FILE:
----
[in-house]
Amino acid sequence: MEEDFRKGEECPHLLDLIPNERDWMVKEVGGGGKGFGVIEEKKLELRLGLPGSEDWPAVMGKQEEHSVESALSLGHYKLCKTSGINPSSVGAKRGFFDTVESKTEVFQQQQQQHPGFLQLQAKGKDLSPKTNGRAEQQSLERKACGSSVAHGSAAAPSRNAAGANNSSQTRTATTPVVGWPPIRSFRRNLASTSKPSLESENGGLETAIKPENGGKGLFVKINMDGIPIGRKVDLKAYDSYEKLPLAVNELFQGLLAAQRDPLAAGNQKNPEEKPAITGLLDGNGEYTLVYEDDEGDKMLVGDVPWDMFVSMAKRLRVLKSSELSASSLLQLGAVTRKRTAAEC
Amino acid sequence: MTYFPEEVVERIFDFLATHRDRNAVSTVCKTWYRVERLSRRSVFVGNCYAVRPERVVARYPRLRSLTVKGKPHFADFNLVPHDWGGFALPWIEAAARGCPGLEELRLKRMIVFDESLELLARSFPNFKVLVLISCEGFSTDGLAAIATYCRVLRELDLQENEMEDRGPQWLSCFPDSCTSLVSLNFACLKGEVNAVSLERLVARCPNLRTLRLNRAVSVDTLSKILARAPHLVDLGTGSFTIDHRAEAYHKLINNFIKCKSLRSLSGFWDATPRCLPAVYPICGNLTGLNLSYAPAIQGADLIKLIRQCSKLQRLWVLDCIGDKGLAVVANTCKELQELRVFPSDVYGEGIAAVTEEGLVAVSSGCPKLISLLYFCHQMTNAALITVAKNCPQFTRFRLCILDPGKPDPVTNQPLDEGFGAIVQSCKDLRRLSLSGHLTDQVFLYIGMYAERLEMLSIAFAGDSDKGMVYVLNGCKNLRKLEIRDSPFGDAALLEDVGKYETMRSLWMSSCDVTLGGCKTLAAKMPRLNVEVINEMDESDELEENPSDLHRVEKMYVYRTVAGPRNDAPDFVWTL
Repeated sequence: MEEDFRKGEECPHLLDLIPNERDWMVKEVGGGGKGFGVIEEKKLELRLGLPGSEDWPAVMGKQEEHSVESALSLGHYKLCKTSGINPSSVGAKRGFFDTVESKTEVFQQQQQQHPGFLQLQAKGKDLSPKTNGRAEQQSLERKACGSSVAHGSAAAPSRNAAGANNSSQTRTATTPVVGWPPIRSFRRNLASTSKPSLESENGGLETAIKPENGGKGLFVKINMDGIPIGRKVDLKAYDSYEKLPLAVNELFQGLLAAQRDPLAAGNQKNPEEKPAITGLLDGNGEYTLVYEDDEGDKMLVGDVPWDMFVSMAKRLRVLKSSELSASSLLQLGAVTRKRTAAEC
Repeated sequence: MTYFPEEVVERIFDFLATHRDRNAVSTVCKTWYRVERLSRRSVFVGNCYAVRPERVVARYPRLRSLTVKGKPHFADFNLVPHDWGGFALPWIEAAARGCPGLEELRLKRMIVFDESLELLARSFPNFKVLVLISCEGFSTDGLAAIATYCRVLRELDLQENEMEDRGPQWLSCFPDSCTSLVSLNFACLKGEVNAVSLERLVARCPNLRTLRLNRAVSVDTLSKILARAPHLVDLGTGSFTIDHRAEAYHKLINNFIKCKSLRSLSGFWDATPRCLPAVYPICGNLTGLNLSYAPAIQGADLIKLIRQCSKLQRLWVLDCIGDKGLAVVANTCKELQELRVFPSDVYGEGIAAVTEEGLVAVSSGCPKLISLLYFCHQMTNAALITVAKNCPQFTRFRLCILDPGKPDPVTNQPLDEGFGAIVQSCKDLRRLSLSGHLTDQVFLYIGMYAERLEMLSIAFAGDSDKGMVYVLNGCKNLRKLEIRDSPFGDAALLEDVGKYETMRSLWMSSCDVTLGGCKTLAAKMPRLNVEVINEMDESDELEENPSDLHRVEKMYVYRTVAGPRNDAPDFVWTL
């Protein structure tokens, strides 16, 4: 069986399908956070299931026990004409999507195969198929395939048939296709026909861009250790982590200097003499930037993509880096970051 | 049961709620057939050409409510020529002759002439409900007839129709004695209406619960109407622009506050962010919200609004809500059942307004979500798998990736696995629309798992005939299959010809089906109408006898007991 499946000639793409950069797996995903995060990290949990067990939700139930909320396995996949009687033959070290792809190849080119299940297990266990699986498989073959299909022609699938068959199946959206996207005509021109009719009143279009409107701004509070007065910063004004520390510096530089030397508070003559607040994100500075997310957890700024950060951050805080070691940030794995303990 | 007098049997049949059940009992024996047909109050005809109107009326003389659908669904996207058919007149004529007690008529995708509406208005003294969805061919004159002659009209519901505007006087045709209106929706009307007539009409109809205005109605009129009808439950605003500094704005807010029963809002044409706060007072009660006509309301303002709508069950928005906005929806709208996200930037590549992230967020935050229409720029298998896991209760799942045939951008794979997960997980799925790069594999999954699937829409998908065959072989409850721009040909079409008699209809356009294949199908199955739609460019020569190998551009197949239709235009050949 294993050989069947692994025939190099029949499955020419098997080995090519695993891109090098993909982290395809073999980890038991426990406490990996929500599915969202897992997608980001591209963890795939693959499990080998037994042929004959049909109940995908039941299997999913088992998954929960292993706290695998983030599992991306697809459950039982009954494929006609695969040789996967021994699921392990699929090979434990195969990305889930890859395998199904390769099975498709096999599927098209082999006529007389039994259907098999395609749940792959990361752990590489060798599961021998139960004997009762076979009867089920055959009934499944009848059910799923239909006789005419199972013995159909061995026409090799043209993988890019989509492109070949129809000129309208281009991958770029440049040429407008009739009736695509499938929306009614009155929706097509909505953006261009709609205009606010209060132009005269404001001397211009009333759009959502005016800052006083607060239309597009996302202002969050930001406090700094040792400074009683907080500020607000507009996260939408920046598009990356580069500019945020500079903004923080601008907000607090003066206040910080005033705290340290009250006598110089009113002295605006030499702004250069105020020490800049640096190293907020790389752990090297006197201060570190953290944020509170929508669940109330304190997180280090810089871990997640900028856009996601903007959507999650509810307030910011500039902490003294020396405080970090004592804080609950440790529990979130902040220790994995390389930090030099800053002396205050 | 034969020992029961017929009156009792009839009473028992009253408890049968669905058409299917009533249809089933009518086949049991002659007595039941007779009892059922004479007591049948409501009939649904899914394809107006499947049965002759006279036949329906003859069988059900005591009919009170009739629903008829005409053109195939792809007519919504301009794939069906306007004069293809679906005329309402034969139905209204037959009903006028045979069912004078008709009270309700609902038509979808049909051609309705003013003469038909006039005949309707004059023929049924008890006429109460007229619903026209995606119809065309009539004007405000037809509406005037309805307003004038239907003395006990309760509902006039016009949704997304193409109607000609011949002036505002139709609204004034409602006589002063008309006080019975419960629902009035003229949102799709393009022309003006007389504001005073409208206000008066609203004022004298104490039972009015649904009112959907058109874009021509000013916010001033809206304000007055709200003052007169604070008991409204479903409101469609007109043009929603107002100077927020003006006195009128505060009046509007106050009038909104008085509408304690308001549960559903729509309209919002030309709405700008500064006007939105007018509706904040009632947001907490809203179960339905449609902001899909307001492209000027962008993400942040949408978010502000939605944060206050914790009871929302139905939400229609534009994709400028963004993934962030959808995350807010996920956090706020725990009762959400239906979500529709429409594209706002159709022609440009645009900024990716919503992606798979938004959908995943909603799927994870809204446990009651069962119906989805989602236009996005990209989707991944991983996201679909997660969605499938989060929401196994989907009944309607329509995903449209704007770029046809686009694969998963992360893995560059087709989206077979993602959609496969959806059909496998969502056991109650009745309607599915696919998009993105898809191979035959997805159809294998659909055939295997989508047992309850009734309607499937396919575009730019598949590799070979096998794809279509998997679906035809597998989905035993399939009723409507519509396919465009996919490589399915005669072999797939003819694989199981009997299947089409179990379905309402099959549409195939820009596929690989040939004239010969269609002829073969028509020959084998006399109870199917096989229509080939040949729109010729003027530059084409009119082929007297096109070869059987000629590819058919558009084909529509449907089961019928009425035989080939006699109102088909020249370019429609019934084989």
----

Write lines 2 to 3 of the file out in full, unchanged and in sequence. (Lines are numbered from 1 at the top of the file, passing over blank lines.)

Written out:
Amino acid sequence: MEEDFRKGEECPHLLDLIPNERDWMVKEVGGGGKGFGVIEEKKLELRLGLPGSEDWPAVMGKQEEHSVESALSLGHYKLCKTSGINPSSVGAKRGFFDTVESKTEVFQQQQQQHPGFLQLQAKGKDLSPKTNGRAEQQSLERKACGSSVAHGSAAAPSRNAAGANNSSQTRTATTPVVGWPPIRSFRRNLASTSKPSLESENGGLETAIKPENGGKGLFVKINMDGIPIGRKVDLKAYDSYEKLPLAVNELFQGLLAAQRDPLAAGNQKNPEEKPAITGLLDGNGEYTLVYEDDEGDKMLVGDVPWDMFVSMAKRLRVLKSSELSASSLLQLGAVTRKRTAAEC
Amino acid sequence: MTYFPEEVVERIFDFLATHRDRNAVSTVCKTWYRVERLSRRSVFVGNCYAVRPERVVARYPRLRSLTVKGKPHFADFNLVPHDWGGFALPWIEAAARGCPGLEELRLKRMIVFDESLELLARSFPNFKVLVLISCEGFSTDGLAAIATYCRVLRELDLQENEMEDRGPQWLSCFPDSCTSLVSLNFACLKGEVNAVSLERLVARCPNLRTLRLNRAVSVDTLSKILARAPHLVDLGTGSFTIDHRAEAYHKLINNFIKCKSLRSLSGFWDATPRCLPAVYPICGNLTGLNLSYAPAIQGADLIKLIRQCSKLQRLWVLDCIGDKGLAVVANTCKELQELRVFPSDVYGEGIAAVTEEGLVAVSSGCPKLISLLYFCHQMTNAALITVAKNCPQFTRFRLCILDPGKPDPVTNQPLDEGFGAIVQSCKDLRRLSLSGHLTDQVFLYIGMYAERLEMLSIAFAGDSDKGMVYVLNGCKNLRKLEIRDSPFGDAALLEDVGKYETMRSLWMSSCDVTLGGCKTLAAKMPRLNVEVINEMDESDELEENPSDLHRVEKMYVYRTVAGPRNDAPDFVWTL